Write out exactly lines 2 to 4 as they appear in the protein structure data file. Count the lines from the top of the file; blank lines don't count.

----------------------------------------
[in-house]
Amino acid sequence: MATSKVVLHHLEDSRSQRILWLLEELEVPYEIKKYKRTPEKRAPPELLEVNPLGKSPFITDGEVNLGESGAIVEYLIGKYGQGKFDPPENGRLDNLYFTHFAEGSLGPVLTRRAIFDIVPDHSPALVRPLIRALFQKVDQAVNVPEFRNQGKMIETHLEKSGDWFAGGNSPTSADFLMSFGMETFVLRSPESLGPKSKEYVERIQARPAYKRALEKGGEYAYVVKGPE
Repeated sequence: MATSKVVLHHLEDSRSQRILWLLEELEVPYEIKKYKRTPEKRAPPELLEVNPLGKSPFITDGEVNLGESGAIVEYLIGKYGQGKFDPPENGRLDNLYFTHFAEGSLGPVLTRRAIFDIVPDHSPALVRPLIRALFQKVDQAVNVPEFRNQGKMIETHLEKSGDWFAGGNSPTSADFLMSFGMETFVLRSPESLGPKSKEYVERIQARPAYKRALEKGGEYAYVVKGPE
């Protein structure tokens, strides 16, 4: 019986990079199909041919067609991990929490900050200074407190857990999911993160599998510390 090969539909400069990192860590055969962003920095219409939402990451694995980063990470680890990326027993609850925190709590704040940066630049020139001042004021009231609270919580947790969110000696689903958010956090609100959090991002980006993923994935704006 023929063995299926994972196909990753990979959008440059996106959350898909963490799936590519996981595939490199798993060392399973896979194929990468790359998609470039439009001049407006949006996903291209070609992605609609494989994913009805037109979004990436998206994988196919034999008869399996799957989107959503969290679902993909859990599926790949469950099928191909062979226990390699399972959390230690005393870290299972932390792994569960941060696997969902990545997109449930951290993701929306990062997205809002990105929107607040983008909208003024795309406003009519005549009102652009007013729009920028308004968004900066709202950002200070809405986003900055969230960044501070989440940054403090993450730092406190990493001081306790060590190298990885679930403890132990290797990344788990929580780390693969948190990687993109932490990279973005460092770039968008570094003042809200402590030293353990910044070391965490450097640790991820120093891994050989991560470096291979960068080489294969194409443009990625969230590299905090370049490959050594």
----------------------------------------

Amino acid sequence: MATSKVVLHHLEDSRSQRILWLLEELEVPYEIKKYKRTPEKRAPPELLEVNPLGKSPFITDGEVNLGESGAIVEYLIGKYGQGKFDPPENGRLDNLYFTHFAEGSLGPVLTRRAIFDIVPDHSPALVRPLIRALFQKVDQAVNVPEFRNQGKMIETHLEKSGDWFAGGNSPTSADFLMSFGMETFVLRSPESLGPKSKEYVERIQARPAYKRALEKGGEYAYVVKGPE
Repeated sequence: MATSKVVLHHLEDSRSQRILWLLEELEVPYEIKKYKRTPEKRAPPELLEVNPLGKSPFITDGEVNLGESGAIVEYLIGKYGQGKFDPPENGRLDNLYFTHFAEGSLGPVLTRRAIFDIVPDHSPALVRPLIRALFQKVDQAVNVPEFRNQGKMIETHLEKSGDWFAGGNSPTSADFLMSFGMETFVLRSPESLGPKSKEYVERIQARPAYKRALEKGGEYAYVVKGPE
């Protein structure tokens, strides 16, 4: 019986990079199909041919067609991990929490900050200074407190857990999911993160599998510390 090969539909400069990192860590055969962003920095219409939402990451694995980063990470680890990326027993609850925190709590704040940066630049020139001042004021009231609270919580947790969110000696689903958010956090609100959090991002980006993923994935704006 023929063995299926994972196909990753990979959008440059996106959350898909963490799936590519996981595939490199798993060392399973896979194929990468790359998609470039439009001049407006949006996903291209070609992605609609494989994913009805037109979004990436998206994988196919034999008869399996799957989107959503969290679902993909859990599926790949469950099928191909062979226990390699399972959390230690005393870290299972932390792994569960941060696997969902990545997109449930951290993701929306990062997205809002990105929107607040983008909208003024795309406003009519005549009102652009007013729009920028308004968004900066709202950002200070809405986003900055969230960044501070989440940054403090993450730092406190990493001081306790060590190298990885679930403890132990290797990344788990929580780390693969948190990687993109932490990279973005460092770039968008570094003042809200402590030293353990910044070391965490450097640790991820120093891994050989991560470096291979960068080489294969194409443009990625969230590299905090370049490959050594």